8. How much control do I really have with a self-directed IRA?
As a matter of fact, you have total control. Even your custodian cannot tell you whether or not to invest in a particular asset, or when to buy or sell an instrument. All the decisions are yours, which is why a self-directed IRA is so exciting to savvy investors. The only one telling you what you can and cannot do with your self-directed IRA is the IRS, which governs all financial dealings. Now, certain self-directed custodial companies do restrict what you can invest in, but in those cases, that’s not a true self-directed account. Be sure the custodian you chose has no such restrictions above and beyond what the IRS allows.
9. Can my current broker manage my self-directed IRA?
Traditional brokerage houses do not typically offer self-directed IRA custodial accounts. Therefore, you would need to transfer your funds and covert the account from a traditional IRA. Your new custodian can take care of that transfer and conversion process for you.
10. How is a self-directed IRA income taxed?
Profits you gain from your investments from a self-directed IRA are taxed the same as profits from a traditional IRA. In other words, they are tax-free or tax-deferred, depending on your exact situation. Your tax professional can assist you with any tax questions you have about your self-directed IRA profits.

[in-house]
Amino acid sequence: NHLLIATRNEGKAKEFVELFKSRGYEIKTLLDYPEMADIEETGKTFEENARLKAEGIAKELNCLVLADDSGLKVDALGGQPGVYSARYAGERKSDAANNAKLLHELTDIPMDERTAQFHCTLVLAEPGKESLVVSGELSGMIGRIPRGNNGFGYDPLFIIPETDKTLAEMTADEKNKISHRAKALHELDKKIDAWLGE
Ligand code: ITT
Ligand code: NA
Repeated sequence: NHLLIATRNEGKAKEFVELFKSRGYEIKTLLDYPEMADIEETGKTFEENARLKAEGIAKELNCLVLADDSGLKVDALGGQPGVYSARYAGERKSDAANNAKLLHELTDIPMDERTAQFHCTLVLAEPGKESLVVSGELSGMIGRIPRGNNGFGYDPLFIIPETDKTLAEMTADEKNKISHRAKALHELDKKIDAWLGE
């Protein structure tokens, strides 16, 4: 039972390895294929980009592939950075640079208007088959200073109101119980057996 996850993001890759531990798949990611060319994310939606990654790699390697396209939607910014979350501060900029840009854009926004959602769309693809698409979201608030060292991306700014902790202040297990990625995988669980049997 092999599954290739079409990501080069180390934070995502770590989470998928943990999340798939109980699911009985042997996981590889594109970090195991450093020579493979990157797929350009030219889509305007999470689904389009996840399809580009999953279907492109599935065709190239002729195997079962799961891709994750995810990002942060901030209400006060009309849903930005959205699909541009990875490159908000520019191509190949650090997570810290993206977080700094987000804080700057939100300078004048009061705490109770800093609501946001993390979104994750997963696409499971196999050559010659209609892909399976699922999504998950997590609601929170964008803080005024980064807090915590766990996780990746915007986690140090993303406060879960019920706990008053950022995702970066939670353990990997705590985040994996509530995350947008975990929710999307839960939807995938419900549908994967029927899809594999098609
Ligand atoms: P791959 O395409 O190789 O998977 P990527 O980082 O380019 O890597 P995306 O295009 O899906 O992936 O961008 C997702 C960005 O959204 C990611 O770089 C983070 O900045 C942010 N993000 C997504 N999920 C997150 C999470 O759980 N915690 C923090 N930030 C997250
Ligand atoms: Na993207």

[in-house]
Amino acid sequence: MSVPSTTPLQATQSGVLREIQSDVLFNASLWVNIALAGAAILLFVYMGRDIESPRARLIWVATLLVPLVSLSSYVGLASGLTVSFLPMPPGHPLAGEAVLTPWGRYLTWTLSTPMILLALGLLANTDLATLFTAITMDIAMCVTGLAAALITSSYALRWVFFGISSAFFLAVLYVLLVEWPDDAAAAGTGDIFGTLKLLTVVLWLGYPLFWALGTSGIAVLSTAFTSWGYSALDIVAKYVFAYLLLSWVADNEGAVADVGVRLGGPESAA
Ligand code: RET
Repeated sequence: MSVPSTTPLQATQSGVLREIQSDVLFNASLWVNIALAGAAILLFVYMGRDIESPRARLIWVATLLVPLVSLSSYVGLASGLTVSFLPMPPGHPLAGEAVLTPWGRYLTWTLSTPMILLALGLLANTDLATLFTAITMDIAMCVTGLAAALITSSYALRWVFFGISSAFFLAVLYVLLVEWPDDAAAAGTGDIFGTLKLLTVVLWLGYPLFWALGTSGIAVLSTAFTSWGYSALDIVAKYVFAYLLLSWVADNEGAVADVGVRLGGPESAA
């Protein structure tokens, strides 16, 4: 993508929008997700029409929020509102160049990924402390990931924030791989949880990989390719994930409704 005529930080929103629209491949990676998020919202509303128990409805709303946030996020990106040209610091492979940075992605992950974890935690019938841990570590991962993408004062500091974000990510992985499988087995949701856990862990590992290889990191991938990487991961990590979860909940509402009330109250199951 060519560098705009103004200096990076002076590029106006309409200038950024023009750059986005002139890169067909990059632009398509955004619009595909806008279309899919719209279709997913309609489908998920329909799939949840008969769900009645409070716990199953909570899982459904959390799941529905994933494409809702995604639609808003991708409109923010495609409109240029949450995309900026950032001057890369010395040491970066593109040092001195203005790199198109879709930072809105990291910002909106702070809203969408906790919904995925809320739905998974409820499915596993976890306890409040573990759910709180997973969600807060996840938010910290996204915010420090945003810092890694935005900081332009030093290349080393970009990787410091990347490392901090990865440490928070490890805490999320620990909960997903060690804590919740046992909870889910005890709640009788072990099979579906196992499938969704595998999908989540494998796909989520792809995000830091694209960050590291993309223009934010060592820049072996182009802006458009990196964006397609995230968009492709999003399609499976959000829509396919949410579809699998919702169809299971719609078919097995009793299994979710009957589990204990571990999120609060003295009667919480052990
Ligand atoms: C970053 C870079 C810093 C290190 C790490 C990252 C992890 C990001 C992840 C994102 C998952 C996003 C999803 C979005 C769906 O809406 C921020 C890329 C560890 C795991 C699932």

11. Why can’t I act as my own custodian?
The IRS has set very specific ground rules regarding the use of a custodian for your self-directed IRA. Individual investors are not permitted to handle, control or even touch funds related to the IRA. At no time must the funds from your IRA, self-directed or otherwise, pass through your hands until such time as you make a withdrawal. if you were to violate this rule, those funds would no longer qualify as tax-free or tax-deferred, which would jeopardize your financial position.
12. Can I make an international investment with my self-directed IRA?
Yes, you can. Apart from the list of prohibited investments, there’s nothing preventing you from investing in foreign instruments. Be aware, however, that it may be more difficult to find, track and ensure U.S. federal compliance in the case of foreign investment assets. If compliance is questioned, it may also be more challenging to prove the nature of the asset, should you be asked to do so.
13. Can I borrow money with my self-directed IRA?
You most certainly can. For example, say you would like to purchase a piece of real estate for your self-directed IRA account. You can use money from your self-directed IRA for the down payment and get a mortgage or another kind of loan to buy the investment property. However, the loan must be a no-recourse loan (such as a traditional mortgage). Further, a portion of the IRA could be taxed for “unrelated debt-financed income tax.” Your tax advisor can provide further details on this type of transaction. Even with the tax, many investors feel that the benefits of being able to purchase their first big investment property offset any initial tax implications.
14. Can I switch back to a regular IRA if I don’t like self-directing?